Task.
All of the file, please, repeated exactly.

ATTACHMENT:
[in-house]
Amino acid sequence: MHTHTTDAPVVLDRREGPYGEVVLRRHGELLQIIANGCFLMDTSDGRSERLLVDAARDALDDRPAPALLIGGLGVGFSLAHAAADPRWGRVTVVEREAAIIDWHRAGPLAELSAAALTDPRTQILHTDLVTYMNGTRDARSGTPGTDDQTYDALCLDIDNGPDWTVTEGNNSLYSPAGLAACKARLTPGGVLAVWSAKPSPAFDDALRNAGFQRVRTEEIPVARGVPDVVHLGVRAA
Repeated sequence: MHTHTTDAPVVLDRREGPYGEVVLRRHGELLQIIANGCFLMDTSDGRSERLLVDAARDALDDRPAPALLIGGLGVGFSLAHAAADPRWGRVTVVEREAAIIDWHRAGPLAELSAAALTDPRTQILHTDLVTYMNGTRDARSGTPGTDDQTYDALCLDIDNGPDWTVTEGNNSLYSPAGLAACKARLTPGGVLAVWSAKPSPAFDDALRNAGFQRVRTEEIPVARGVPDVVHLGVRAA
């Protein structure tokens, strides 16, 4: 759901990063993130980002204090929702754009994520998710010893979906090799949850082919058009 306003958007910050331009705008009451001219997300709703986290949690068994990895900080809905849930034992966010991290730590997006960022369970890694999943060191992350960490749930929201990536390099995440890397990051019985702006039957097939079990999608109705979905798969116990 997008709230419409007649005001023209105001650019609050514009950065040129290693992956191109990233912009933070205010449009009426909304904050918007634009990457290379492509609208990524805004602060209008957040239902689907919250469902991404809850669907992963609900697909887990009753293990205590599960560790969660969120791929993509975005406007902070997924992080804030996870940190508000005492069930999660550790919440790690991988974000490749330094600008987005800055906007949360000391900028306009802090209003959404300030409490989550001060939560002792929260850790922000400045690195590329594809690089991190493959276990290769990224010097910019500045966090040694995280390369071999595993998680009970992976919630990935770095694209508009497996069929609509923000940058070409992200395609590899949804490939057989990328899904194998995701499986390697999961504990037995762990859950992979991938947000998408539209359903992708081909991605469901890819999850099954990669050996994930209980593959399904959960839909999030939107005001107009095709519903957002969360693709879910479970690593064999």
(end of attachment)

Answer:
[in-house]
Amino acid sequence: MHTHTTDAPVVLDRREGPYGEVVLRRHGELLQIIANGCFLMDTSDGRSERLLVDAARDALDDRPAPALLIGGLGVGFSLAHAAADPRWGRVTVVEREAAIIDWHRAGPLAELSAAALTDPRTQILHTDLVTYMNGTRDARSGTPGTDDQTYDALCLDIDNGPDWTVTEGNNSLYSPAGLAACKARLTPGGVLAVWSAKPSPAFDDALRNAGFQRVRTEEIPVARGVPDVVHLGVRAA
Repeated sequence: MHTHTTDAPVVLDRREGPYGEVVLRRHGELLQIIANGCFLMDTSDGRSERLLVDAARDALDDRPAPALLIGGLGVGFSLAHAAADPRWGRVTVVEREAAIIDWHRAGPLAELSAAALTDPRTQILHTDLVTYMNGTRDARSGTPGTDDQTYDALCLDIDNGPDWTVTEGNNSLYSPAGLAACKARLTPGGVLAVWSAKPSPAFDDALRNAGFQRVRTEEIPVARGVPDVVHLGVRAA
């Protein structure tokens, strides 16, 4: 759901990063993130980002204090929702754009994520998710010893979906090799949850082919058009 306003958007910050331009705008009451001219997300709703986290949690068994990895900080809905849930034992966010991290730590997006960022369970890694999943060191992350960490749930929201990536390099995440890397990051019985702006039957097939079990999608109705979905798969116990 997008709230419409007649005001023209105001650019609050514009950065040129290693992956191109990233912009933070205010449009009426909304904050918007634009990457290379492509609208990524805004602060209008957040239902689907919250469902991404809850669907992963609900697909887990009753293990205590599960560790969660969120791929993509975005406007902070997924992080804030996870940190508000005492069930999660550790919440790690991988974000490749330094600008987005800055906007949360000391900028306009802090209003959404300030409490989550001060939560002792929260850790922000400045690195590329594809690089991190493959276990290769990224010097910019500045966090040694995280390369071999595993998680009970992976919630990935770095694209508009497996069929609509923000940058070409992200395609590899949804490939057989990328899904194998995701499986390697999961504990037995762990859950992979991938947000998408539209359903992708081909991605469901890819999850099954990669050996994930209980593959399904959960839909999030939107005001107009095709519903957002969360693709879910479970690593064999």